The default mode is Maximum Performance, and this prioritises performance over data protection. However if your network has enough bandwidth so the redo data can be transmitted without problems, then data protection should not be an issue. A transaction is committed as soon as the redo data needed to recover that transaction is written to the primary database online redo log. The redo data stream is written asynchronously to at least one standby database, so there is no guarantee that the standby databases are exact copies of production.Oracle Data Guard Multi-Instance Redo Apply Works with the In-Memory Column Store
You can find some general RMAN information in the RMAN section.
Data Guard provides consistent copies of a production database, so it is possible to use those copies for backup purposes. However because a logical standby database is not a block-for-block copy of the primary database, you cannot use a logical standby database to back up the primary database (but you can backup from a physical standby database).
An RMAN recovery catalog is required in a Data Guard environment to track all the various database backups. Only the primary database is explicitly registered to the RMAN catalog and RMAN will automatically register any physical standby databases if they are connected as targets.
Every database in a Data Guard configuration has a DB_UNIQUE_NAME and the recovery catalog uses this to record which physical files and backups are associated with each database. Backups are associated with the database that created them.
With Data Guard, it is possible to back up a tablespace on a physical standby database and restore and recover it on the primary database. Similarly, you can back up a tablespace on a primary database and restore and recover it on a physical standby database.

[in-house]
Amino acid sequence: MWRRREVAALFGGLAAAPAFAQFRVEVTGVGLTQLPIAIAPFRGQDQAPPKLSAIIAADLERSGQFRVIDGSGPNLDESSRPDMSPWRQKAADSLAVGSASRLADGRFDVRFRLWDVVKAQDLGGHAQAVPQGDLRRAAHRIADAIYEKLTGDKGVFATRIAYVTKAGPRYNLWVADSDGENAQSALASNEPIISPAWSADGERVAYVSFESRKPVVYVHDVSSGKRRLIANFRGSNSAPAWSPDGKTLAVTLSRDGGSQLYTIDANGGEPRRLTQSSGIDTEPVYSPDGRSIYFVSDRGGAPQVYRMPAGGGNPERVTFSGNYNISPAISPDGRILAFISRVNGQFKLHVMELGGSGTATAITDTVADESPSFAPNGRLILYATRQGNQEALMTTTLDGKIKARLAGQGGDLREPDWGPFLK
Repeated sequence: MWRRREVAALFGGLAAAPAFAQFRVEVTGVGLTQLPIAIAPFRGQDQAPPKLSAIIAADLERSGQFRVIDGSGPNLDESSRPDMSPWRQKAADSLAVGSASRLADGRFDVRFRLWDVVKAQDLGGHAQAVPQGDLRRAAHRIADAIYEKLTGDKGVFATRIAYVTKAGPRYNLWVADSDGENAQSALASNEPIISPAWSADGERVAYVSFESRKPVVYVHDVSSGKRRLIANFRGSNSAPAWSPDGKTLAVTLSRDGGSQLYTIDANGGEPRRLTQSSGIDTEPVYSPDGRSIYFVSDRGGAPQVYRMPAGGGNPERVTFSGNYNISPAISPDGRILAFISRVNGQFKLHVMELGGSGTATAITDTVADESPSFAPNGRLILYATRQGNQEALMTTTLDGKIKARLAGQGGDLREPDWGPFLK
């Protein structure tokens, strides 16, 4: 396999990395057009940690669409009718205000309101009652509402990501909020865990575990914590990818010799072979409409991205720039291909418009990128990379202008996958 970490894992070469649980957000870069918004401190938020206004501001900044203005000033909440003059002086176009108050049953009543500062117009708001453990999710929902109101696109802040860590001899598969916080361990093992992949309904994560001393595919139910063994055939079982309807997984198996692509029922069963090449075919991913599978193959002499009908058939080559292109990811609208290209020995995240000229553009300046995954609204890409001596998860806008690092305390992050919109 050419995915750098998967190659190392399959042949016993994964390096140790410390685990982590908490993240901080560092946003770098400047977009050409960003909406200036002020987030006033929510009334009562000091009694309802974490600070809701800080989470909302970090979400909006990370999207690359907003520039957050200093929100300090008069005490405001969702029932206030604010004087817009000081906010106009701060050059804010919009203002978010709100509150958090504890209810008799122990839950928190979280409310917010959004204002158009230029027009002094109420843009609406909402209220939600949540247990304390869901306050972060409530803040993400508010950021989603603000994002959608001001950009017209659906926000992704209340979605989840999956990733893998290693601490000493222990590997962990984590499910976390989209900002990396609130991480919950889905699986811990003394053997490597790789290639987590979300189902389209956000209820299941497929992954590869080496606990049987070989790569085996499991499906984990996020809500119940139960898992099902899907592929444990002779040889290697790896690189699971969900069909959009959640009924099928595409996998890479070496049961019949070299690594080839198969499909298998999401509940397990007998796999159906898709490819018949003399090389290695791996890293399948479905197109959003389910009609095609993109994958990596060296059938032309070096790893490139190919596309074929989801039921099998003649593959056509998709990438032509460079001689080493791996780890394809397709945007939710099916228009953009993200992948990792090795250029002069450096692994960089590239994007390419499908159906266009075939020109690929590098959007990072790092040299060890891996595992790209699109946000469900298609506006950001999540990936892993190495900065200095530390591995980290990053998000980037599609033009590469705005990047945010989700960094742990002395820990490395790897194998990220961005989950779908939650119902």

If you backup a database to disk, then Data Guard does not make this backup available to any other database for restores. This is because the databases in a Data Guard configuration can be in different sites, and the disks may not be accessible to another site. If a backup goes to tape, then that backup is accessible by all the databases in the configuration.
However, if you need to restore a production database from a standby disk backup, it is possible to FTP the backup to the production site then catalog the backup to the production database.
The database control files are interchangeable. For example, you can restore a standby control file to a primary database. This means that it is possible to just back up control files and archived logs from the standby system and so minimise any performance impact on production.
However please note that Oracle best practice is to take backups of all control files and databases at both the primary and the standby databases as this gives maximum protection from failure and obviates the need to reconfigure backups if you failover between sites.
The backups use the standard Oracle TDPO/RMAN configuration, but it must be possible to backup and recover the database from either the primary or the standbye. To achieve this, you need two different TSM clients defined, one for the primary and one for the standby database, and assuming the primary and standby databases are on separate servers, you need two tdpo.opt files, one on each server. Then for a Unix/Linux implementation you need two dsm.opt files, one for each client and two corresponding stanzas within your dsm.sys file.